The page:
OPINION: WSJ: Nancy Pelosi’s Partisan Play on Mental Health
Under the leadership of Energy and Commerce Oversight and Investigations Subcommittee Chairman Tim Murphy (R-PA), the committee has spent more than a year reviewing the federal programs that address severe mental illness. Chairman Murphy, a child psychologist, introduced H.R. 3717, the Helping Families in Mental Health Crisis Act, in December 2013, building on much of what the committee learned throughout its investigation. Two major parts of this bill have already become law as part of H.R. 4302, the Protecting Access to Medicare Act.
May 8, 2014
STRASSEL: Nancy Pelosi’s Partisan Play on Mental Health
Were this a case study in a mental-health journal, it might be characterized as Midterm Derangement Syndrome. As there is no such category, call it what it is: the basest form of Washington politics.
Arizona Rep. Ron Barber, a former aide to Gabby Giffords, led four House Democrats on Tuesday in unveiling The Strengthening Mental Health in Our Communities Act. Mr. Barber insisted his bill is a "comprehensive approach to long-ignored mental health issues" and a completely "nonpartisan" exercise. Which he would say, since this is in reality a Nancy Pelosi special: a raw partisan exercise in killing mental-health reform, shoring up midterm election prospects and protecting Democratic constituencies—all at the expense of the most seriously ill.
The timing, method and content of the Barber bill say it all. Ever since the Sandy Hook shooting, Pennsylvania Republican Rep. Tim Murphy, a psychologist, has pushed a mental-health reform designed to find and treat the Jared Loughners before they strike. Mr. Murphy's subcommittee spent a year investigating every failed corner of the federal mental-health system and months more working with professionals, advocacy groups and families.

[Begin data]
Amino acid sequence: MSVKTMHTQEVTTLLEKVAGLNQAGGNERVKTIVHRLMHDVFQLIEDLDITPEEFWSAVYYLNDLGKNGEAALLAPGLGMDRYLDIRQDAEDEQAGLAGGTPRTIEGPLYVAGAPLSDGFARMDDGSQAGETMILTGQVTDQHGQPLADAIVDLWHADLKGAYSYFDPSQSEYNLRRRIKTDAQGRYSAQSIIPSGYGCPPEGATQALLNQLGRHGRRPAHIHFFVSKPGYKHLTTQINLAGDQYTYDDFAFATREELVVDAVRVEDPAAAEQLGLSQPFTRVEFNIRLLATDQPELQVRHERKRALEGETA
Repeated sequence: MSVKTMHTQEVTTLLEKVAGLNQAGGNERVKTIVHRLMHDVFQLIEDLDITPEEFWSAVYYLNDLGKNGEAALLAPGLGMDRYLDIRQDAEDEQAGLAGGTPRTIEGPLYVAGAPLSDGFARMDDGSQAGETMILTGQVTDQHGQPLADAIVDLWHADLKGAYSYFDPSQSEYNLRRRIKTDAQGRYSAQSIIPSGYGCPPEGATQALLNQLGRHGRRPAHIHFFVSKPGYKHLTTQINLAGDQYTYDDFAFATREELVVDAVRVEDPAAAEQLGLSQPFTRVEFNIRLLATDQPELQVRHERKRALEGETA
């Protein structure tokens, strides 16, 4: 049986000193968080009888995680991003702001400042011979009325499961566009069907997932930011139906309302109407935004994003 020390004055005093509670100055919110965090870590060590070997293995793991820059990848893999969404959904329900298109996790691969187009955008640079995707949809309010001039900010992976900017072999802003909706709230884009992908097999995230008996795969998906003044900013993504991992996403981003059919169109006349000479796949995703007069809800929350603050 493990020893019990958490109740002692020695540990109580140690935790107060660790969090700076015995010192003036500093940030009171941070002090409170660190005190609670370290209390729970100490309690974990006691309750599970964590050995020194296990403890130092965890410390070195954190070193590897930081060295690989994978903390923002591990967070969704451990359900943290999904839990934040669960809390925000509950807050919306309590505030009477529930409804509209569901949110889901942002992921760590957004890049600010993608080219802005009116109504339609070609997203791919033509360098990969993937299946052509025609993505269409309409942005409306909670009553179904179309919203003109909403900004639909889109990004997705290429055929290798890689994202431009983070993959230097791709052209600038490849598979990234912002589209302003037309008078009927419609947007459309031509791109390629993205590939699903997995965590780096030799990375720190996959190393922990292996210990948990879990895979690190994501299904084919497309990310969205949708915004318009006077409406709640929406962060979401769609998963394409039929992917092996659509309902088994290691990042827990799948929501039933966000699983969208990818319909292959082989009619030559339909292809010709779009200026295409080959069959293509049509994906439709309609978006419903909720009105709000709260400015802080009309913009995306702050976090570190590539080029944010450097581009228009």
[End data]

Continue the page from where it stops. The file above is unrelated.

What has most characterized the Murphy effort has been his bipartisanship. His bill doesn't shy away from necessary reforms: fixing broken privacy laws, revamping commitment standards, increasing assisted outpatient treatment, overhauling that broken federal agency, the Substance Abuse and Mental Health Services Administration (Samhsa). Yet rather than point fingers for past failures, Mr. Murphy has presented the bill as an opportunity for all of Congress to finally tackle a serious national problem. His office has engaged in extensive outreach, and since his bill's December debut has collected 77 co-sponsors—a third of them Democrats.
Mr. Murphy also had solicited Mr. Barber's thoughts and was even working recently with his committee counterpart, Colorado's Diana DeGette, in the expectation that she would come on board. All that ended when Ms. Pelosi decided that Republicans couldn't be allowed any victory that might present them as bipartisan, compassionate and leaders on health issues. Mr. Barber and Ms. DeGette received new marching orders.
While Mr. Barber presented the bill (Ms. DeGette is a co-sponsor), the Hill reported late last week that Ms. Pelosi and Rep. Henry Waxman (D., Calif.) were "deeply involved in crafting" it. A lobbyist told the paper that "Pelosi and Waxman hope this legislation will blow up any kind of continuing dialogue with Murphy." …
Read the entire column online HERE.